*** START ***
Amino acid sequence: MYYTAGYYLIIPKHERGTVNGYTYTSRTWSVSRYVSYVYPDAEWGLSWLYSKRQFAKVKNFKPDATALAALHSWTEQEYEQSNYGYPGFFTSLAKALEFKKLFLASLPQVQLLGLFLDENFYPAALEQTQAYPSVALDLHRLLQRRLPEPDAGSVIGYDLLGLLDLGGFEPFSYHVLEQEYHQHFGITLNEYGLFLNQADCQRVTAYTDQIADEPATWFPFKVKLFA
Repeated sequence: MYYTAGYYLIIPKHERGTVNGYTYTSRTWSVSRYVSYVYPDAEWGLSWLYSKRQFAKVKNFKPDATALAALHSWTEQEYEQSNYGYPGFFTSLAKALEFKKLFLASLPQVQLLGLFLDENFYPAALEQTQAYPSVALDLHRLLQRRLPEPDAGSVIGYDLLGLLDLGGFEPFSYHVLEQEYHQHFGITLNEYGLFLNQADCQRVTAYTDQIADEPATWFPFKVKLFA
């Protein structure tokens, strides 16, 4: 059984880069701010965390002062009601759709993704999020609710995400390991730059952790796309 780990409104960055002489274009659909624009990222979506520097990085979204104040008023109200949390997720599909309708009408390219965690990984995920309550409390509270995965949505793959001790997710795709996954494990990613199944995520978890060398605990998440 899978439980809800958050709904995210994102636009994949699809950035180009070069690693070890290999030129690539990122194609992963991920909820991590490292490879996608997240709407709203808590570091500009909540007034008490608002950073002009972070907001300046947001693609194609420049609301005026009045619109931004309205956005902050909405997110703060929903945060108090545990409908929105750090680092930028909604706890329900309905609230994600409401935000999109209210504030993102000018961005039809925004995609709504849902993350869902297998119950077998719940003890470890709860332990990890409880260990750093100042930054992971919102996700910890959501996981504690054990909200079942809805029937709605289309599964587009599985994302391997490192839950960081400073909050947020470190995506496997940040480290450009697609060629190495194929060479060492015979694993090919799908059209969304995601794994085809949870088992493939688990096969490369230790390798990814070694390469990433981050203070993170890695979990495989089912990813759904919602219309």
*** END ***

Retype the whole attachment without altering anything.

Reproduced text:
Amino acid sequence: MYYTAGYYLIIPKHERGTVNGYTYTSRTWSVSRYVSYVYPDAEWGLSWLYSKRQFAKVKNFKPDATALAALHSWTEQEYEQSNYGYPGFFTSLAKALEFKKLFLASLPQVQLLGLFLDENFYPAALEQTQAYPSVALDLHRLLQRRLPEPDAGSVIGYDLLGLLDLGGFEPFSYHVLEQEYHQHFGITLNEYGLFLNQADCQRVTAYTDQIADEPATWFPFKVKLFA
Repeated sequence: MYYTAGYYLIIPKHERGTVNGYTYTSRTWSVSRYVSYVYPDAEWGLSWLYSKRQFAKVKNFKPDATALAALHSWTEQEYEQSNYGYPGFFTSLAKALEFKKLFLASLPQVQLLGLFLDENFYPAALEQTQAYPSVALDLHRLLQRRLPEPDAGSVIGYDLLGLLDLGGFEPFSYHVLEQEYHQHFGITLNEYGLFLNQADCQRVTAYTDQIADEPATWFPFKVKLFA
């Protein structure tokens, strides 16, 4: 059984880069701010965390002062009601759709993704999020609710995400390991730059952790796309 780990409104960055002489274009659909624009990222979506520097990085979204104040008023109200949390997720599909309708009408390219965690990984995920309550409390509270995965949505793959001790997710795709996954494990990613199944995520978890060398605990998440 899978439980809800958050709904995210994102636009994949699809950035180009070069690693070890290999030129690539990122194609992963991920909820991590490292490879996608997240709407709203808590570091500009909540007034008490608002950073002009972070907001300046947001693609194609420049609301005026009045619109931004309205956005902050909405997110703060929903945060108090545990409908929105750090680092930028909604706890329900309905609230994600409401935000999109209210504030993102000018961005039809925004995609709504849902993350869902297998119950077998719940003890470890709860332990990890409880260990750093100042930054992971919102996700910890959501996981504690054990909200079942809805029937709605289309599964587009599985994302391997490192839950960081400073909050947020470190995506496997940040480290450009697609060629190495194929060479060492015979694993090919799908059209969304995601794994085809949870088992493939688990096969490369230790390798990814070694390469990433981050203070993170890695979990495989089912990813759904919602219309």